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Part of knowing how to manage your finances involves clearing up some misconceptions about money. See how many of these common money myths you believe.

Myth No. 1: Having a will guarantees your property and money will be distributed the way you wish.

If you’ve named beneficiaries on financial accounts, such as your IRA (individual retirement account) or insurance policy, those designations override any will. You’ll need to update the financial accounts to ensure you don’t leave something to someone you didn’t intend, like an ex-spouse.

Myth No. 2: You should have no debt when you retire.

Differentiate between “bad” and “good” debt. Paying off credit card debt is a good goal – that’s ‘bad’ debt. However, a low-interest mortgage is ‘good’ debt – it helps you build wealth. When you sell the house, the equity you earn on the house will supplement your retirement income.

Myth No. 3: You can get another job after retirement.

This is easier said than done for many reasons, including declining health and the erosion of marketable skills. According to the Bureau of Labor Statistics, in December 2022 only 19.3% of the labor force was over 65. Even pre-pandemic, the percentage of workers over the age of 65 rose no higher than 21%.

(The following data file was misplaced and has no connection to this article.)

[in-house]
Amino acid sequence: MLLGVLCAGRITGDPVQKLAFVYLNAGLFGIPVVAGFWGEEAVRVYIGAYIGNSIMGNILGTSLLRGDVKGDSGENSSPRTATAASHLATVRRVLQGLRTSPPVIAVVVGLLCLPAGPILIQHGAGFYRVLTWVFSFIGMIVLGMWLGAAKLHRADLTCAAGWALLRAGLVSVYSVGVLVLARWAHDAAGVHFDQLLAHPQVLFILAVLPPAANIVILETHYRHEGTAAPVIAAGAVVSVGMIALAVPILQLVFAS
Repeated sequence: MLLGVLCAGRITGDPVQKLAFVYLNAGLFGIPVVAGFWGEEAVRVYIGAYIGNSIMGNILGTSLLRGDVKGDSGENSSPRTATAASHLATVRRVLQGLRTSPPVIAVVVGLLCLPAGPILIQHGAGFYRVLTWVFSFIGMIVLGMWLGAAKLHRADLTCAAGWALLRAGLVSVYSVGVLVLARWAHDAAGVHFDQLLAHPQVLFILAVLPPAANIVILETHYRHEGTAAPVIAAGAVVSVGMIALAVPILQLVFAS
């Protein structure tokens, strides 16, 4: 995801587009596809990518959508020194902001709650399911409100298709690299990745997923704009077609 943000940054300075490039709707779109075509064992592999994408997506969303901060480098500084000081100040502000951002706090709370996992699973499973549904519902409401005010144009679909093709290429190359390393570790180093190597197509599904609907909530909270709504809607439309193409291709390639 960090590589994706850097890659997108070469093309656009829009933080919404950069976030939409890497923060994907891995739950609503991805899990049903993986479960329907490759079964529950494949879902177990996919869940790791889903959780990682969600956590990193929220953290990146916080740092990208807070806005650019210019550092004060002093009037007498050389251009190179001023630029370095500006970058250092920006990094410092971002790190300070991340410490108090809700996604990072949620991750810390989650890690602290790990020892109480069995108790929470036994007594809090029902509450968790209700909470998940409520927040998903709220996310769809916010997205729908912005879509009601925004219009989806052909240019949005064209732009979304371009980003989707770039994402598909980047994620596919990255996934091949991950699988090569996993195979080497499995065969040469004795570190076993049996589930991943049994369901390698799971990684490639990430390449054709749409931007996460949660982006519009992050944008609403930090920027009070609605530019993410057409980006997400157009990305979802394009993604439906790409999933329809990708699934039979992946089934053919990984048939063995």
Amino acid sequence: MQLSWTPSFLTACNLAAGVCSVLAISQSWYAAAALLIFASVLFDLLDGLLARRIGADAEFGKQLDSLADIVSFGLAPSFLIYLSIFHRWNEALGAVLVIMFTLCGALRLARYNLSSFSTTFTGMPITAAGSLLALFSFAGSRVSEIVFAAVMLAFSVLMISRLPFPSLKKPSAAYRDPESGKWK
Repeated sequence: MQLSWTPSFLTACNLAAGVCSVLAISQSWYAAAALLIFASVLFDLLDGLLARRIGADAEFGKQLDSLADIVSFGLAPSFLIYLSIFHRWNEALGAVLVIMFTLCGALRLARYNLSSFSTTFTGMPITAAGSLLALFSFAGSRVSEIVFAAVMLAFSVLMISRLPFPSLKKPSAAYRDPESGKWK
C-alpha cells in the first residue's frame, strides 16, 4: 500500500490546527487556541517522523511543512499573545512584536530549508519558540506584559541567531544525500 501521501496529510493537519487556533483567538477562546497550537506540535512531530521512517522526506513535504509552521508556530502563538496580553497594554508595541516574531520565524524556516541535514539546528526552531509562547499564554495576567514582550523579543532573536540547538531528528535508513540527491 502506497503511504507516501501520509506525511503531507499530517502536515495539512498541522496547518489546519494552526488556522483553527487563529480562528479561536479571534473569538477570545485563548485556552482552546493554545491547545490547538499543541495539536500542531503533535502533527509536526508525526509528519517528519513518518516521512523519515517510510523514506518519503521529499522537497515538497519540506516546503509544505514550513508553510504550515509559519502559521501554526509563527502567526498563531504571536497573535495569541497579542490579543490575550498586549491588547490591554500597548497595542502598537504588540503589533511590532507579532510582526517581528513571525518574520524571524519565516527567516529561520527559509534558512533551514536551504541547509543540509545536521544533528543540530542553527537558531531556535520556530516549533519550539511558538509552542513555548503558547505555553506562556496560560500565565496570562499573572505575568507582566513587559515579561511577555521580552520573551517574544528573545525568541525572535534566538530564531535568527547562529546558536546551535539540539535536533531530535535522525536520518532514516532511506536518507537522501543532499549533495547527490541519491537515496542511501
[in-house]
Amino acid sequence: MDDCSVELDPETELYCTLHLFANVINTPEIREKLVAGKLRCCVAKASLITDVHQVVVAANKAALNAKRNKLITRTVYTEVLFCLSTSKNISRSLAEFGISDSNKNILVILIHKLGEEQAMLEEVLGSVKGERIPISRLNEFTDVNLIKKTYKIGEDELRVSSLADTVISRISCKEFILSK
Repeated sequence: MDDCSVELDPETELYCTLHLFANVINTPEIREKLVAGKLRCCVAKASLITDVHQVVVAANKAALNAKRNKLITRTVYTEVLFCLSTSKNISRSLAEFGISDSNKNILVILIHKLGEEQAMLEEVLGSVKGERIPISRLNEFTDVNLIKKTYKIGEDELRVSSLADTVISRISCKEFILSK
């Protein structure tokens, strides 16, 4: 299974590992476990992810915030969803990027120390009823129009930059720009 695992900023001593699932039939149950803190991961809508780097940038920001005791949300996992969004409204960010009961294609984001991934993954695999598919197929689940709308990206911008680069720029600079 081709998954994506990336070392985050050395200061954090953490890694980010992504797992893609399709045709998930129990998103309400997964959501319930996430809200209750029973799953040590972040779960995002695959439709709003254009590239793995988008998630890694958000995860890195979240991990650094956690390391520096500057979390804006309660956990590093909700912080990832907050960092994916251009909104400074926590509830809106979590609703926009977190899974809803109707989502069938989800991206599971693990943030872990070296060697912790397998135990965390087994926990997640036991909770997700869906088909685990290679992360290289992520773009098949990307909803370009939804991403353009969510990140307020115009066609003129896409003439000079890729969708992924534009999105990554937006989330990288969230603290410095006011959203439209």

Myth No. 4: Everyone should have life insurance.

Life insurance is necessary only if you have disabled or young children or a spouse depending on your income, or if you own a small business.

Myth No. 5: You should take Social Security when you turn 62.

Not unless you really need it. If you wait and take Social Security at age 70, your benefits will be over 80% higher, depending on your current income. If you want to see the difference in the amount you’ll receive if you retire at 62 versus 70, use this calculator.

Myth No. 6: You should buy long-term care insurance in your 40s when premiums are lower.

The premiums will be lower, sure, but you’ll be paying them for a longer time. If you’re healthy, the ideal age for purchasing long-term insurance is between 60 and 65, according to AARP.

Myth No. 7: Retirees should keep their money out of the stock market.

If you anticipate a long retirement, keeping a portion of your savings in the stock market can help you keep pace with inflation.

Myth No. 8: You should borrow from your 401(k) if you need a loan.

Only if it’s an emergency, otherwise you’re putting your retirement savings at risk.

Myth No. 9: Your 50s are too late to make a difference in your financial future.

If you don’t retire until your late 60s, you could have almost two decades left to save. In 2023, anyone older than 50 can contribute an additional $7,500 in catch-up 401(k) contributions.

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